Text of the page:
Like a strained glass
Perhaps, however, the market has been so tense that a small hammer can hit cracks that expand into gaping holes. One weak spot this week was probably Ethereum.
On the blockchain, fees escalated to the point that it was virtually unusable; core developers balked at raising the gas limit, so more and more apps migrated to other blockchains, predominantly the Binance blockchain. When the decentralized exchange on this blockchain, Pancake Swap, suddenly saw higher trading volume than Uniswap in one day, the Ethereum scene was almost gripped by panic: Is Ethereum’s network effect not so strong after all? Will the market neither wait for ETH2.0 nor migrate to a Layer 2 – but simply migrate to other blockchains?
Added to this slightly bitchy Ethereum petulance, oscillating between panic and arrogance, was a bit of investor FOMO – Fear of Missing Out. The Ethereum killers became such hot investments that Binance, Polkadot and Cardano have all passed Ripple and now rank 4,5 and 6 in the Coinmarketcap, just behind Bitcoin, Ethereum and Tether. Being even vaguely a competitor to Ethereum is currently the best thing that can happen to a token in the market; investors are buying in so panicked that they even gave Cardano, which can’t yet process smart contracts at all, a market cap of nearly 30 billion euros.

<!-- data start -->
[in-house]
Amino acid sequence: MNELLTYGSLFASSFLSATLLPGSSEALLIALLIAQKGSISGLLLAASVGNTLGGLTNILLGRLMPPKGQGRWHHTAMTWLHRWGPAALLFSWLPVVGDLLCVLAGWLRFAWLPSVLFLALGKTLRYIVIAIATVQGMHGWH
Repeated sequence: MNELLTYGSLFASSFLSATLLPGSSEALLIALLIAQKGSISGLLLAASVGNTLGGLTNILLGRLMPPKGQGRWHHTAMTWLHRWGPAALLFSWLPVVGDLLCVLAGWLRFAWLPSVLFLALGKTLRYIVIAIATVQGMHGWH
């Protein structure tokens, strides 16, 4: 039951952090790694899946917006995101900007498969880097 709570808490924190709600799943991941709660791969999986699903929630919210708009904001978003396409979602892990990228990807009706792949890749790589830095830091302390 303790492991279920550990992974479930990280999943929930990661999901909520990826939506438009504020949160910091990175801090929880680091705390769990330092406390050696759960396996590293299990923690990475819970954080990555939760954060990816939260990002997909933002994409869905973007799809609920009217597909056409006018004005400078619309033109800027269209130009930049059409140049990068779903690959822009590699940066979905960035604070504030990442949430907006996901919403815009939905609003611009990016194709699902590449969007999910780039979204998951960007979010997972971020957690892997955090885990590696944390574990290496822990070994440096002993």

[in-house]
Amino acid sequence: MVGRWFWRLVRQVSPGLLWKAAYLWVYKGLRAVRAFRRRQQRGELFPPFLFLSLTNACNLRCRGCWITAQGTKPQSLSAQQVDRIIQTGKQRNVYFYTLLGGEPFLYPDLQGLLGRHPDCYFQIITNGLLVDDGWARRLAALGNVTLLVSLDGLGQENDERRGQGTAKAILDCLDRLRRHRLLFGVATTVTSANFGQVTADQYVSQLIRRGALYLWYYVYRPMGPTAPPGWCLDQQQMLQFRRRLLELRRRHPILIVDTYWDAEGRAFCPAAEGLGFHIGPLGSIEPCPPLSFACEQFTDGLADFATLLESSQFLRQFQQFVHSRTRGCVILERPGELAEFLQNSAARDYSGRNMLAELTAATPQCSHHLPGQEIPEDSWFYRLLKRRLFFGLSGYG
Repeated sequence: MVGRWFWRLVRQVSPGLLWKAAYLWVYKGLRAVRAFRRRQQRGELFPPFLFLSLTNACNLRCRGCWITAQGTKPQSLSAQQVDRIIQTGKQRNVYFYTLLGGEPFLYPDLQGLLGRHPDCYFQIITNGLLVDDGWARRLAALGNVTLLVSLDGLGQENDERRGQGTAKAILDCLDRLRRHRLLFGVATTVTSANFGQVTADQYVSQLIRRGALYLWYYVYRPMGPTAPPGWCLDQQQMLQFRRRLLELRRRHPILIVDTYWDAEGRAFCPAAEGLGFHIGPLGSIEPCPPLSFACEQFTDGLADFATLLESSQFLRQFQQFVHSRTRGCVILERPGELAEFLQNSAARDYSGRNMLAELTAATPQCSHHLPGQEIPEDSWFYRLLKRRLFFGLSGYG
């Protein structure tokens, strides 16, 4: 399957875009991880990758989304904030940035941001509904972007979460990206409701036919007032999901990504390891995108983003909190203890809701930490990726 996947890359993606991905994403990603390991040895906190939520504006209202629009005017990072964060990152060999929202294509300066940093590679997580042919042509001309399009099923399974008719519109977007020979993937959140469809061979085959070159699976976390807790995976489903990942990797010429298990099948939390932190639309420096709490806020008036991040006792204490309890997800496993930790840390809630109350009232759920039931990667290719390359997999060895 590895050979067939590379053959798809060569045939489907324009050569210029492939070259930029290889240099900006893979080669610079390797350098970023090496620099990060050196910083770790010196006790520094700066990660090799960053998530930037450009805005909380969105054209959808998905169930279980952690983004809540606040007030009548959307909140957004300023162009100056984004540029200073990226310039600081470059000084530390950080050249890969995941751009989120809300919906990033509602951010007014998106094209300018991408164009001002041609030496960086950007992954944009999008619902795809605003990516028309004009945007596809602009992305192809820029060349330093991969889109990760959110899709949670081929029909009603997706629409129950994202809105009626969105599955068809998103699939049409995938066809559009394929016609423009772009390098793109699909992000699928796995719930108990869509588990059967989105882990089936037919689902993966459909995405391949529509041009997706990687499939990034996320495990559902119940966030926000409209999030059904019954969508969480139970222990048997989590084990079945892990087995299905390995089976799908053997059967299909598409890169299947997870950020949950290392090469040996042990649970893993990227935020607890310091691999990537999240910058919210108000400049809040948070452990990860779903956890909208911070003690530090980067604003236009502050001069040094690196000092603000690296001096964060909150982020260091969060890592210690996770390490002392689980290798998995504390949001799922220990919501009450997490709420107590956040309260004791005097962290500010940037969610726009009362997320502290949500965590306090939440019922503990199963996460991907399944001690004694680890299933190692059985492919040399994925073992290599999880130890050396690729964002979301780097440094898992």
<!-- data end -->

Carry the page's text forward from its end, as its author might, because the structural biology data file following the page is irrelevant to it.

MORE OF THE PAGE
This strange market situation continues, by the way. All Ethereum killers continue to be extremely highly valued, although only the Binance chain has any serious economic activity and Cardano is not even technically capable of becoming the new home of smart contracts.
One might assume, however, that this movement of markets, the migration of liquidity from Ethereum to Binance, the billions of dollars that flowed into the league of Ethereum competitors in a matter of days – that this movement was a bit too sharp, too violent, too jarring for the fragile equilibrium of a market under high tension. And as it happens when you touch something made of glass under tension just a bit too firmly – it shatters. Whatever the future brings for cryptocurrencies, it is here to stay! There are so many possibilities and new services for the finance industry.